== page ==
NYS Exposed: Hundreds collect state salary and state pension

July 17, 2017 11:32 PM

As taxpayers, we expect New York state to be responsible steward of our money. But a state law that allows state employees to collect both a state pension and a state salary is causing some to call that into question.

"It goes against the underlying idea behind pensions to be letting someone get two checks at the same time," says Ken Girardin, Empire Center for Public Policy.

The Empire Center, a government watchdog group, maintains this database -- a list of every state employee using a Section 211 waiver to cash-in twice.

"At any given time, there are at least 700 people that have been given permission from the state," says Girardin.

State law allows state retirees who are under age 65 to go back to work, get a pay check, and still collect their full state pension -- two paychecks from New York state.

"Sometimes your best bet is to hire a retiree, but that's not the way that retirement programs are supposed to work," says Girardin. "That's definitely not how they work in the private sector. In the private sector, you get a paycheck or you are retired, it's one or the other. This is a phenomenon that is limited to government in New York."

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In the Rochester area, there are currently 24 active waivers. The two most common uses: the district attorney's offices and school districts.

"If the waivers being approved, it means the school has done its due diligence to try and find those people," says Sherry Johnson.

Sherry Johnson is the executive director of the Monroe County School Board Association. She represents five school districts that use this waiver currently for their director of security.

"School safety and security pre-Columbine was not the same animal as it is now," Johnson tells us.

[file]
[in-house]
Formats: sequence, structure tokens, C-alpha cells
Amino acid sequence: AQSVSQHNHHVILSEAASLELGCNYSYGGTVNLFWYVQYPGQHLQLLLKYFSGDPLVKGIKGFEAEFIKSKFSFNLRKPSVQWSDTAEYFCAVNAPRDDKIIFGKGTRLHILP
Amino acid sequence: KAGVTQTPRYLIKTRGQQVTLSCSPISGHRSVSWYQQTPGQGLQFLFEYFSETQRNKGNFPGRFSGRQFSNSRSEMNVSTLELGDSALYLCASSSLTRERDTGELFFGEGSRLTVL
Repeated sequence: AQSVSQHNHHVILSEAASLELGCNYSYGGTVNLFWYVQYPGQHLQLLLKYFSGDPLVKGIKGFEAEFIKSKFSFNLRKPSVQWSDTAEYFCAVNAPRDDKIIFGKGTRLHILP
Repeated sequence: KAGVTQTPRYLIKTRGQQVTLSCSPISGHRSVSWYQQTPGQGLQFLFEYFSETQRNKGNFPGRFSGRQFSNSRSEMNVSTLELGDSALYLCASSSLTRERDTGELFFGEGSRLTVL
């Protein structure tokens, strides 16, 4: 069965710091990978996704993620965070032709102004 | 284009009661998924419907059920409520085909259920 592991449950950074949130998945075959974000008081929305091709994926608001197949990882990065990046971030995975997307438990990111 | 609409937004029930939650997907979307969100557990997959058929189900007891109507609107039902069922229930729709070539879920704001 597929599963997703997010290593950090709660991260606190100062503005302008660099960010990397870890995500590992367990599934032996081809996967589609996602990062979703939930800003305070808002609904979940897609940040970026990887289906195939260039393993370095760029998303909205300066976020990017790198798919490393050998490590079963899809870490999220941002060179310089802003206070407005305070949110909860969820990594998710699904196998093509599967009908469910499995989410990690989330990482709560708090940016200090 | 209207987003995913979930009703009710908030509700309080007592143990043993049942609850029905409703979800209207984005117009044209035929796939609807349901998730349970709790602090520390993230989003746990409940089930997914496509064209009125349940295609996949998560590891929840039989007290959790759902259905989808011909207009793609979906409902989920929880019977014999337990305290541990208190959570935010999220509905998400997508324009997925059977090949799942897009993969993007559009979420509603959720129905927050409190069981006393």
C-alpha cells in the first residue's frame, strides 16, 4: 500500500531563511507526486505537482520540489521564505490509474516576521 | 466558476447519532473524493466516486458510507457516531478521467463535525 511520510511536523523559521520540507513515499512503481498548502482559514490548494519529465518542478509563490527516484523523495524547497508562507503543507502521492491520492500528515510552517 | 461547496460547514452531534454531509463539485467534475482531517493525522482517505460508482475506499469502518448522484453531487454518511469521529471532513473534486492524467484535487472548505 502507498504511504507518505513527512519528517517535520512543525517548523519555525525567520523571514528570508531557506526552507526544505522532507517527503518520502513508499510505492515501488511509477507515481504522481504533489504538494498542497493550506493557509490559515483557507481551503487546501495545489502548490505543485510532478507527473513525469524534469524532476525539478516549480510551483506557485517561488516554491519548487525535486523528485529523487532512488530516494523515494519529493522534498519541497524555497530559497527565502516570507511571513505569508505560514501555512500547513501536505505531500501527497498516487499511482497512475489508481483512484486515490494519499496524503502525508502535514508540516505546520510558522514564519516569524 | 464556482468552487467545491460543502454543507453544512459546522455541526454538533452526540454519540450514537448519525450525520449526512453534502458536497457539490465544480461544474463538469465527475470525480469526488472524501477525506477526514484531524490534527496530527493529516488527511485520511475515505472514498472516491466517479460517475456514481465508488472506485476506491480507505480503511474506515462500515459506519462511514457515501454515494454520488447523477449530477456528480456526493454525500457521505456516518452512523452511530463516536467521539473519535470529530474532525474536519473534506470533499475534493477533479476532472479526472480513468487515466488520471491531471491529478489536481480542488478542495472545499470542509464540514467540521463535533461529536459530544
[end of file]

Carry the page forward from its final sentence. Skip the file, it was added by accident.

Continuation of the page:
Johnson says the requirements of the position makes retired officers the best candidates for the position -- the best to keep schools and your children safe.

Brett Davidsen: "You think it would be fairer to taxpayers if the individuals that are getting these waivers, maybe, froze their pensions while they were working in the districts rather than receive payment from both?"

Johnson: "What they get from the district is a salary. They don't get any other benefits."

"There are cost savings to the county," says Mark Kelley.

The Monroe County District Attorney's Office uses the waiver for all their investigators; Chief Investigator Mark Kelley does the hiring.

Brett Davidsen: "Is there someone that you can just go and pull and bring in and say, 'we found a good candidate?'

Kelley: "If there is, I haven't found one yet."

Johnson and Kelley agree experience is biggest advantage, but because retirees can supplement their salary and the fact that the law requires them not to receive any benefits in their new role -- they argue taxpayers get more bang for their buck.

"The salaries they were making when they left those jobs is substantially higher than the pay they're earning now," said Kelley. "It works for them because they are able to collect their pension."

Once a state retiree reaches 65, they no longer need the waiver and are free to collect both paychecks.


Brett Davidsen

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